US Ambassador to Israel Jack Lew presents his credentials to Israeli President Isaac Herzog in Jerusalem, Nov. 5, 2023. Photo by Amos Ben Gershon/GPO.
The surprise Hamas assault on Israel was a “stain on humanity” but it has proven that the bonds between the United States and Israel are unbreakable, U.S. Ambassador to Israel Jack Lew said on Sunday.
“This past month has tested Israel and it has also proven that the bond between our nations is unshakable,” Lew said after presenting his credentials to President Isaac Herzog in Jerusalem.
“As two great democracies, we share values that underlie how we make decisions and explain why we remain so close,” Lew said.
The rare Sunday event with the newly installed ambassador, whose U.S. Senate confirmation was fast-tracked due to the war between Israel and Hamas, came nearly one month after the most lethal one-day attack on Jews since the Holocaust.
In his remarks, Lew noted that he met earlier in the day with the families of some of the approximately 240 hostages held by Hamas in the Gaza Strip, including Americans.
“There are no words to explain the pain they feel and we share.” He said working to secure their release will be a “top priority.”
“The United States stands with you, we will work together and our resolve remains strong,” Lew said.
Friends in need.
“A crisis is always when you’re reminded who you’re friends are,” Herzog told the new ambassador. “This is true of people and true of countries. I am speaking for all Israelis when I say that never has American friendship been more evident or more valued than it is today.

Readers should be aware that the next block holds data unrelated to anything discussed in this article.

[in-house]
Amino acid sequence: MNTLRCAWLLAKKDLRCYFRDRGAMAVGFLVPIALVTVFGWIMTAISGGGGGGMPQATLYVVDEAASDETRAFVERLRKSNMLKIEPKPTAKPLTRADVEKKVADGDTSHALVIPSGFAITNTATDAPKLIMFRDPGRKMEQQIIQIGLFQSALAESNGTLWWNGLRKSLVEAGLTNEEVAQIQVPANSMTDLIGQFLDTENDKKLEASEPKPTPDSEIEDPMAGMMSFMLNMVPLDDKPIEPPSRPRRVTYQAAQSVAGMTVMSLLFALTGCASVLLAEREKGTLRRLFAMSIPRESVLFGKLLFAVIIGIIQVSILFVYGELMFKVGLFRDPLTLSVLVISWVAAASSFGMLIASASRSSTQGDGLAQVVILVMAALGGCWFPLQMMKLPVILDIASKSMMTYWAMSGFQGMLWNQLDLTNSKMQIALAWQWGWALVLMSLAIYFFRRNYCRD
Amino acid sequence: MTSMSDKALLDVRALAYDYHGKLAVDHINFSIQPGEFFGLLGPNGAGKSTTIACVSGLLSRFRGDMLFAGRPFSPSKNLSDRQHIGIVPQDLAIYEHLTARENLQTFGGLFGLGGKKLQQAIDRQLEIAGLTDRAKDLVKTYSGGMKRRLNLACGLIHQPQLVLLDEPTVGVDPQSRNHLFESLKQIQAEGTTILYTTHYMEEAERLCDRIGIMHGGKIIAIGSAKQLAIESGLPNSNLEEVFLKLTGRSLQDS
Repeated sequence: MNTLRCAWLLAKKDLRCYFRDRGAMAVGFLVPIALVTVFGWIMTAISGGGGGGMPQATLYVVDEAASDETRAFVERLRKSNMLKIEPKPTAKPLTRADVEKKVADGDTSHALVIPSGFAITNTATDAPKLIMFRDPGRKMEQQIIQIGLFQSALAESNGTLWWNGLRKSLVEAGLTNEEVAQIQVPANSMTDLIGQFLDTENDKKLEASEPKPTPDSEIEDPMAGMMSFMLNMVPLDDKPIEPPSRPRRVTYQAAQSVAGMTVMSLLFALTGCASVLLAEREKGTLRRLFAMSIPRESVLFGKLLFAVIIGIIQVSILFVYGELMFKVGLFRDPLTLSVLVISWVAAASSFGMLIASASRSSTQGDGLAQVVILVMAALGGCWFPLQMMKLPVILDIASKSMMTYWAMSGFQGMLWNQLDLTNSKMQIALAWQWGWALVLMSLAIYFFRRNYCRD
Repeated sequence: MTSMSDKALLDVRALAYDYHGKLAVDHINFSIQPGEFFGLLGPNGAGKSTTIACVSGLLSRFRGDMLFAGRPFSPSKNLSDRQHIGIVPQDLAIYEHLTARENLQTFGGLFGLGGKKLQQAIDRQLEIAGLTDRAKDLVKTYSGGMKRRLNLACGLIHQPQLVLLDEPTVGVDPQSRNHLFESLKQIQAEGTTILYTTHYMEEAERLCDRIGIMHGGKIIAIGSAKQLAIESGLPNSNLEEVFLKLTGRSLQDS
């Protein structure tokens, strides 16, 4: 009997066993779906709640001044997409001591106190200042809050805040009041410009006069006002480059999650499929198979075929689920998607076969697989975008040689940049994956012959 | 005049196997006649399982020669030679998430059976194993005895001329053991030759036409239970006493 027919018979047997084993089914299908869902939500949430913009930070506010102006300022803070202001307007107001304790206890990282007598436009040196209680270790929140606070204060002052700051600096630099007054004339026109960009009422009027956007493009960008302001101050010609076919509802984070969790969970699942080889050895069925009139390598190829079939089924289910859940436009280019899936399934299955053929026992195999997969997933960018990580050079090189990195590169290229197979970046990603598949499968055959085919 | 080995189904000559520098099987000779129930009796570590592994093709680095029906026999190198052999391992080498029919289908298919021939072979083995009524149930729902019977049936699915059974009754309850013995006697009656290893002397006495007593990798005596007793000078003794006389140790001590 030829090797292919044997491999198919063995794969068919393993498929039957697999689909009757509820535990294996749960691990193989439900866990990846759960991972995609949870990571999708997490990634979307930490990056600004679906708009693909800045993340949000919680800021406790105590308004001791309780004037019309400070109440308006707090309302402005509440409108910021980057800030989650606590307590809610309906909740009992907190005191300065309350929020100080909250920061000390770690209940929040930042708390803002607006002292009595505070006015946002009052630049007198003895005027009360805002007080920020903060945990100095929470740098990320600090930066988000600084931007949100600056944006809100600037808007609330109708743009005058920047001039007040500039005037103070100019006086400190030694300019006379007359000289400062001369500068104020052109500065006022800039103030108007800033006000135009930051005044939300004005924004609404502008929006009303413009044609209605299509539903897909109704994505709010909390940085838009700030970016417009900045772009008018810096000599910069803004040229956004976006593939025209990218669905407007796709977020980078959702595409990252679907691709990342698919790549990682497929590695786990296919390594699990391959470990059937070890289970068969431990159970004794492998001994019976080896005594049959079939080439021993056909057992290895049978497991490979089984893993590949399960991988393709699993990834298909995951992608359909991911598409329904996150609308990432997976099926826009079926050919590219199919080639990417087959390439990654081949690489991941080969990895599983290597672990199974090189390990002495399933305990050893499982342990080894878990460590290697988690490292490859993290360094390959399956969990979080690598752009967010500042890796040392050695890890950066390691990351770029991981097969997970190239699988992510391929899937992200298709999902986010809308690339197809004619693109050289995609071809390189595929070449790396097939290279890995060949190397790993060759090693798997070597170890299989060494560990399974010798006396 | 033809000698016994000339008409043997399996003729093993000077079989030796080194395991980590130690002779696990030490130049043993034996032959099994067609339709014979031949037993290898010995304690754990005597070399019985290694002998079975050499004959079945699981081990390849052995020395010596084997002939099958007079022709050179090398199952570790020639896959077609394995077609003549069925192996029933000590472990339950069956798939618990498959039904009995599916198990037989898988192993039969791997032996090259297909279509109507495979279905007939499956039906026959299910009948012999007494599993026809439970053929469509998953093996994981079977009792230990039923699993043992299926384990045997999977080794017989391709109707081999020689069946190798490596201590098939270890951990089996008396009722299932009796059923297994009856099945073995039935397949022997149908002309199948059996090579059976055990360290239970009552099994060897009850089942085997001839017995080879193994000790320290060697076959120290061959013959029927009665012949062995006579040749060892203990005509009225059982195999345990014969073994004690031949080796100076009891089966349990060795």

“We are grateful for everything that the United States of America has done for us and is doing as we speak. We will never forget it,” Herzog added.
The president said that Lew was taking up his ambassadorial post at “a tipping point for Israel and the region, maybe for the world,” after the massacre “that changed this country forever.”
“This war is about much more than Israel and Hamas,” Herzog said. “It is about whether the world will accept the violation of our basic values as human beings.”
The U.S. Senate confirmed Lew’s nomination last week by a vote of 53-43, with several Republicans including Sens. Lindsey Graham of South Carolina and Rand Paul of Kentucky voting with Democrats to approve President Joe Biden’s nominee.
Lew, a 68-year-old Orthodox Jew, was White House chief of staff under President Barack Obama and directed the Office of Management and Budget under Obama and President Bill Clinton.
A managing partner of a private equity firm who trained as a lawyer, Lew is also a visiting international and public affairs professor at Columbia University. He also served as treasury secretary under Obama and was part of the National Security Council in two former administrations.